FIG. 1 is a diagram that illustrates an environment for configuring and certifying the identity of a network device is used;
FIG. 2 is a diagram that illustrates an example of an operating environment in which an embodiment may be implemented;
FIG. 3A is a flow diagram that illustrates a process for integrated provisioning of a network device;
FIG. 3B is a flow diagram that illustrates details of the process of FIG. 3A; and
FIG. 4 is a block diagram that illustrates a computer system upon which an embodiment may be implemented.
A method and apparatus for integrated provisioning of a network device with configuration information and identity certification is described. In the following description, for the purposes of explanation, numerous specific details are set forth in order to provide a thorough understanding of embodiments. It will be apparent, however, to one skilled in the art that embodiments may be practiced without these specific details. In other instances, well-known structures and devices are shown in block diagram form in order to avoid unnecessarily obscuring the disclosure.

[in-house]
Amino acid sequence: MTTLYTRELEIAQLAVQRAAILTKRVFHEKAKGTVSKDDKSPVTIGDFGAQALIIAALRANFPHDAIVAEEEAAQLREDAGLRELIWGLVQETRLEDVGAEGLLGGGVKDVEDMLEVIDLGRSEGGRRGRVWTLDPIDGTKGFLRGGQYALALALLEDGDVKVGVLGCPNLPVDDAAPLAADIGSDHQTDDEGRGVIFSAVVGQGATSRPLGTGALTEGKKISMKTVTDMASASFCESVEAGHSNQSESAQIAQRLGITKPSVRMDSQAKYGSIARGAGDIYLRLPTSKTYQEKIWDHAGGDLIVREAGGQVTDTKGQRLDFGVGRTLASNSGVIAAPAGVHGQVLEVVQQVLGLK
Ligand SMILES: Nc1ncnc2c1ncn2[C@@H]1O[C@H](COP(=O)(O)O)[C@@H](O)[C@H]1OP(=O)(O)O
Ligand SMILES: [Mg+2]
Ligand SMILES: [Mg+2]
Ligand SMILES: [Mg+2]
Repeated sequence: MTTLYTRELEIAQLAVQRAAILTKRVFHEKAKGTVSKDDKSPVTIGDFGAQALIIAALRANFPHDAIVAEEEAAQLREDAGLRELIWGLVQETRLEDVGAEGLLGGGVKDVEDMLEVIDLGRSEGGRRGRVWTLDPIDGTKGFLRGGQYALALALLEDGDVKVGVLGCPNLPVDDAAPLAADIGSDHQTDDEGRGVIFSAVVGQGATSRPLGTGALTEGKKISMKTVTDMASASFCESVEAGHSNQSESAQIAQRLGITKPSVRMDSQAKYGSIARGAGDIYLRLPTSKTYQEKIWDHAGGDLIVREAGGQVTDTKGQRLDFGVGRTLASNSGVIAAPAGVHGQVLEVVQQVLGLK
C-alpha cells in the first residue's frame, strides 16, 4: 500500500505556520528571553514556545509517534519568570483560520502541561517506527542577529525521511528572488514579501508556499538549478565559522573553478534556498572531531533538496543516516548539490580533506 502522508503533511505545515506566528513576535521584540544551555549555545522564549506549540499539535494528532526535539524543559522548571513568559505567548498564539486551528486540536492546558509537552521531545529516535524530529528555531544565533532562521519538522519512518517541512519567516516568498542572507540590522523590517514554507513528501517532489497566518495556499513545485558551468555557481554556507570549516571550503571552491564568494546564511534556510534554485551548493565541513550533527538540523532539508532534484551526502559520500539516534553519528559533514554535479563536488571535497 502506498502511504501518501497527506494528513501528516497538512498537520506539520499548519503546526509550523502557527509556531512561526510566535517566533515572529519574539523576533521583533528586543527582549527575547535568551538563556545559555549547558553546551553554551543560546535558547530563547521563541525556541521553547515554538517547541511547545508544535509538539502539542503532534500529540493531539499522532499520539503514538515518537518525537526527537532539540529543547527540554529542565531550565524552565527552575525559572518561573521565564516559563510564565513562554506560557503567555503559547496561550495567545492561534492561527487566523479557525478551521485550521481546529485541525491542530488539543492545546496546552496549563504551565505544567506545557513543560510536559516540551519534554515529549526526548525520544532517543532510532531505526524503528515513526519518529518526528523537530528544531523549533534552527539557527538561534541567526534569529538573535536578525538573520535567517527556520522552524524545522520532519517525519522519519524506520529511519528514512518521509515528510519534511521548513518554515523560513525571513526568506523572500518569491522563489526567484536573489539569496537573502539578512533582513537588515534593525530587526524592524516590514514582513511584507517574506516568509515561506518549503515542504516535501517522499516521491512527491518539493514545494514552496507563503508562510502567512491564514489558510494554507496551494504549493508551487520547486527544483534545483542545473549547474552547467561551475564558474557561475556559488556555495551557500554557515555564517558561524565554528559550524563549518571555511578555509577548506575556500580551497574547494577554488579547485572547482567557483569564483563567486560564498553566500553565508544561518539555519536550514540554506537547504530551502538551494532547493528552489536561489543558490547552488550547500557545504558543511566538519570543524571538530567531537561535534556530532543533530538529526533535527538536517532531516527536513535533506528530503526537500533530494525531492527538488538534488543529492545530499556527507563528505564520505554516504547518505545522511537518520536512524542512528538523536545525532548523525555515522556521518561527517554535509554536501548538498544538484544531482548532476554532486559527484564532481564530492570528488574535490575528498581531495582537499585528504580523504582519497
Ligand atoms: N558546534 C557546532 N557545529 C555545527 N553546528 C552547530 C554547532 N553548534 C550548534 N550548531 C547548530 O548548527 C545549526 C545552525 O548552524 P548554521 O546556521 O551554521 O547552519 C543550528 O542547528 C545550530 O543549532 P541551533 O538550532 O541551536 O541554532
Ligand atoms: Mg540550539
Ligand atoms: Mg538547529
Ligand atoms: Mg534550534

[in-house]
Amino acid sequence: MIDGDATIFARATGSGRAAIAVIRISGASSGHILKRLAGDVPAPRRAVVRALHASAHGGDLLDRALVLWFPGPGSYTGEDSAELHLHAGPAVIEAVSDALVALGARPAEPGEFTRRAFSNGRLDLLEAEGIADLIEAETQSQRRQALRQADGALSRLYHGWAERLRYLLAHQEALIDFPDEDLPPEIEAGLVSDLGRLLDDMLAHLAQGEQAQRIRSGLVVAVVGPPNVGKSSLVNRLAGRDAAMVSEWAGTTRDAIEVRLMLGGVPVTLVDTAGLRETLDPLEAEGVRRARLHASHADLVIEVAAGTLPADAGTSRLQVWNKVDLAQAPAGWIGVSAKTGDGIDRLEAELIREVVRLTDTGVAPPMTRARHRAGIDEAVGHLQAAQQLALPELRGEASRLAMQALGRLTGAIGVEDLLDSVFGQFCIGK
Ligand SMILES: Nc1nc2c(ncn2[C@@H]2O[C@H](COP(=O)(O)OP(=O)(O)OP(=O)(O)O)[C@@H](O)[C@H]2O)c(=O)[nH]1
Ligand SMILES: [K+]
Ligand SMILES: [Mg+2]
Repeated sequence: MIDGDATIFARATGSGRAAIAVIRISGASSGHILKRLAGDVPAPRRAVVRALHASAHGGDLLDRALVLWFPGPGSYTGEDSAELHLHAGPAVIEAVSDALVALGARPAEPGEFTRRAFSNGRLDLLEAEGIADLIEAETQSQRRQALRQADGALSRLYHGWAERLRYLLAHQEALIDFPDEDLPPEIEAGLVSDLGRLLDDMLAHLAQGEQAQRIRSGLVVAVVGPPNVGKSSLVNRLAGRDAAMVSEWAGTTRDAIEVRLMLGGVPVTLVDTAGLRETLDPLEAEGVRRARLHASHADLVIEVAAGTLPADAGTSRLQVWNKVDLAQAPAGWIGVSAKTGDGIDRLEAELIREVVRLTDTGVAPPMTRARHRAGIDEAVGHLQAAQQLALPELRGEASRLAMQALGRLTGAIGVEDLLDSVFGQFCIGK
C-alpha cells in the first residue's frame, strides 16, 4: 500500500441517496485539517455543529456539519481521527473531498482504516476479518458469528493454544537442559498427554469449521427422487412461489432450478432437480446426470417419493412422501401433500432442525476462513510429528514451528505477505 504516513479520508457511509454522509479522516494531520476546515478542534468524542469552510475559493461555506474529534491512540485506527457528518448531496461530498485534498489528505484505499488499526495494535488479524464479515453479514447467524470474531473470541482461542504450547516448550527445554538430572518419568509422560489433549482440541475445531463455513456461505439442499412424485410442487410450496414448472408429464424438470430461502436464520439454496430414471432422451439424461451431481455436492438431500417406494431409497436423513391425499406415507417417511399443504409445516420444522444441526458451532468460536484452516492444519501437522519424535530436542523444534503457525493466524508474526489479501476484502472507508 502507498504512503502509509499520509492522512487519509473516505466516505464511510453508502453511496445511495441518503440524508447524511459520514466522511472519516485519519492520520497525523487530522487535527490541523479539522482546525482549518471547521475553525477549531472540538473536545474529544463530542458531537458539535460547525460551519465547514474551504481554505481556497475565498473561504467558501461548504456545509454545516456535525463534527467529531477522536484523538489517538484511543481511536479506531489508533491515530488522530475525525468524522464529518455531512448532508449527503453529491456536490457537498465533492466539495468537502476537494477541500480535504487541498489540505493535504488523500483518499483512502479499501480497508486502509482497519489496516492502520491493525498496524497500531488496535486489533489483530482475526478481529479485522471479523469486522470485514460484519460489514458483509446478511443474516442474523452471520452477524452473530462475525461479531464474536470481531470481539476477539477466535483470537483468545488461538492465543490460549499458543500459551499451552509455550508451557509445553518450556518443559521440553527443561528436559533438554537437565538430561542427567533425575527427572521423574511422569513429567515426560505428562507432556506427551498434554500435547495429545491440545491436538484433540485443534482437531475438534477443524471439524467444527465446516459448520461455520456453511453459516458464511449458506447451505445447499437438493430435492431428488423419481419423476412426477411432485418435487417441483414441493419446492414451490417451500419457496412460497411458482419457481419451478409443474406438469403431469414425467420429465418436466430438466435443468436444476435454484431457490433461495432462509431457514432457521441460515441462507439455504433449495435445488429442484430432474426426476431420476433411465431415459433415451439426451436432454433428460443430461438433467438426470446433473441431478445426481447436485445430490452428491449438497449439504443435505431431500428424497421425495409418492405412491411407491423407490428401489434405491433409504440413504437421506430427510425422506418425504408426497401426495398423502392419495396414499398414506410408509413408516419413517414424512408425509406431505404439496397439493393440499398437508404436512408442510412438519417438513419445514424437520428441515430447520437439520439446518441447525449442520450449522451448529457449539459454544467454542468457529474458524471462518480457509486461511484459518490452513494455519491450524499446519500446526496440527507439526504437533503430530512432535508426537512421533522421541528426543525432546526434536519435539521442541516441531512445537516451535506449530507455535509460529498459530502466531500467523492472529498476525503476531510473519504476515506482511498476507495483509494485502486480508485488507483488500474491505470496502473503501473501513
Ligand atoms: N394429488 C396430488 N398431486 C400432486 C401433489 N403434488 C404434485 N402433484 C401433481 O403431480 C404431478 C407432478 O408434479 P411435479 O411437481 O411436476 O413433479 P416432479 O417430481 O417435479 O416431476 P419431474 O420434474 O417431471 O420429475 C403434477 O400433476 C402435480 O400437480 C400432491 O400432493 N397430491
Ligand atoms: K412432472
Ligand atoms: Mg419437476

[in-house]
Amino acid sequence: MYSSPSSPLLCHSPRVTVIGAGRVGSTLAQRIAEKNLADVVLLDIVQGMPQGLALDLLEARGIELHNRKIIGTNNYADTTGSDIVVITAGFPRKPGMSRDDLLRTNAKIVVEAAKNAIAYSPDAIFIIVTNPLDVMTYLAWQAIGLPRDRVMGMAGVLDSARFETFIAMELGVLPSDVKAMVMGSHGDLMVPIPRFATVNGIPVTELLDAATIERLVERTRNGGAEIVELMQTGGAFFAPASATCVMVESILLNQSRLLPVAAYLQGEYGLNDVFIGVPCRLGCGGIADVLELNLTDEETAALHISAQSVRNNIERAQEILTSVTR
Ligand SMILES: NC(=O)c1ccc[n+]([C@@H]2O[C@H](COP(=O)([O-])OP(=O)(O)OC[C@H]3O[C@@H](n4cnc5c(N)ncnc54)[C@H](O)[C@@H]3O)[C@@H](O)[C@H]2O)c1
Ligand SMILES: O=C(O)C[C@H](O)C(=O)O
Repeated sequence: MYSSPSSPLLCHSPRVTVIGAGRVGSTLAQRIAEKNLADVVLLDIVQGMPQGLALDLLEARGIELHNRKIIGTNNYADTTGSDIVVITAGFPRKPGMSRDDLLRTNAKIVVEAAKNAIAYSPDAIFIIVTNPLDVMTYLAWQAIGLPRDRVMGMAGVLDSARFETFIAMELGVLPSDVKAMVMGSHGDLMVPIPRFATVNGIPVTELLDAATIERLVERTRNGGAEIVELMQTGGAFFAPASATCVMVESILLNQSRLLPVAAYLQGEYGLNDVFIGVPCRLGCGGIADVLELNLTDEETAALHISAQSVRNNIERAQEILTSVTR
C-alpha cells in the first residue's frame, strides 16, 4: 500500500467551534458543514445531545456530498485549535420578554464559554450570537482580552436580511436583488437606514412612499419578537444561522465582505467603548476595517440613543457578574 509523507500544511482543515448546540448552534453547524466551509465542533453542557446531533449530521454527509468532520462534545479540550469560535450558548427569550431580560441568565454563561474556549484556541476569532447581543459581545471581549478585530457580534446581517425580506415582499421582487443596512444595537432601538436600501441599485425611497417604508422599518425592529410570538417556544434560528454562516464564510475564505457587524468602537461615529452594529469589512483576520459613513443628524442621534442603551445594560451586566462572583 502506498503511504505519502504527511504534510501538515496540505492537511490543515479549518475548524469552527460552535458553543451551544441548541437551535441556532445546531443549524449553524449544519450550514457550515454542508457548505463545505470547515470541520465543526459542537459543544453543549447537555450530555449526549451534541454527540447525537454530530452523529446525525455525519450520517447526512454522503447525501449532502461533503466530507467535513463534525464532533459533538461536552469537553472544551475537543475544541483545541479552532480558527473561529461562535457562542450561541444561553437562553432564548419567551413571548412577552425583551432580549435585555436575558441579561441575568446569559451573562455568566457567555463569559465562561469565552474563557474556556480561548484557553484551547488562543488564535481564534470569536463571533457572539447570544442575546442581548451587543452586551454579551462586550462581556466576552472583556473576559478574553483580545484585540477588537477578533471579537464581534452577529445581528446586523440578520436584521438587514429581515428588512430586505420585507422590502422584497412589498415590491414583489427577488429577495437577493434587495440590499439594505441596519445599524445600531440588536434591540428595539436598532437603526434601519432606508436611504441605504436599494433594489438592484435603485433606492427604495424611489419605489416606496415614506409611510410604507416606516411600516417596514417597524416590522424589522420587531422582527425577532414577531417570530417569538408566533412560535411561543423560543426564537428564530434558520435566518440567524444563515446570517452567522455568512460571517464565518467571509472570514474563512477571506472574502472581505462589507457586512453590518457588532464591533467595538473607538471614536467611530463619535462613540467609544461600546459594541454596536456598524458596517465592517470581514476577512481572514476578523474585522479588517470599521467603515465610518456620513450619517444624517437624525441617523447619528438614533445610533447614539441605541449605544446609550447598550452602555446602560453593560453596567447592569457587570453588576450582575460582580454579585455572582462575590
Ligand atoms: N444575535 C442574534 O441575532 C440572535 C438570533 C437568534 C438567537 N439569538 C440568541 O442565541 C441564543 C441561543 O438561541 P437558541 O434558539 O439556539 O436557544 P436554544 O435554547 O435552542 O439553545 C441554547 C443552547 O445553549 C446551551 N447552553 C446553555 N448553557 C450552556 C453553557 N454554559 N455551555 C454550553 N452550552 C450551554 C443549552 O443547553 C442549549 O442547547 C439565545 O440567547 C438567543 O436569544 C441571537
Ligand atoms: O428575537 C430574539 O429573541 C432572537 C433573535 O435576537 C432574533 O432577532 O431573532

Embodiments are described according to the following outline:
- 1.0 Overview
- 2.0 Method and Apparatus for Integrated Provisioning of a Network Device
- 2.1 Provisioning Server
- 2.2 Process For Integrated Provisioning Of A Network Device
- 3.0 Implementation Mechanisms—Hardware Overview
- 4.0 Extensions and Alternatives
According to one aspect, a provisioning server for integrated provisioning of a network device comprises a configuration module that configures a network device and an identification certification module that certifies the identity of the network device. With use of the provisioning server, the network device does not require configuration with network connectivity in order to certify its identity. In one embodiment, the network device is configured with the provisioning server for operation at the device's ultimate point of deployment, avoiding the need for multiple configurations.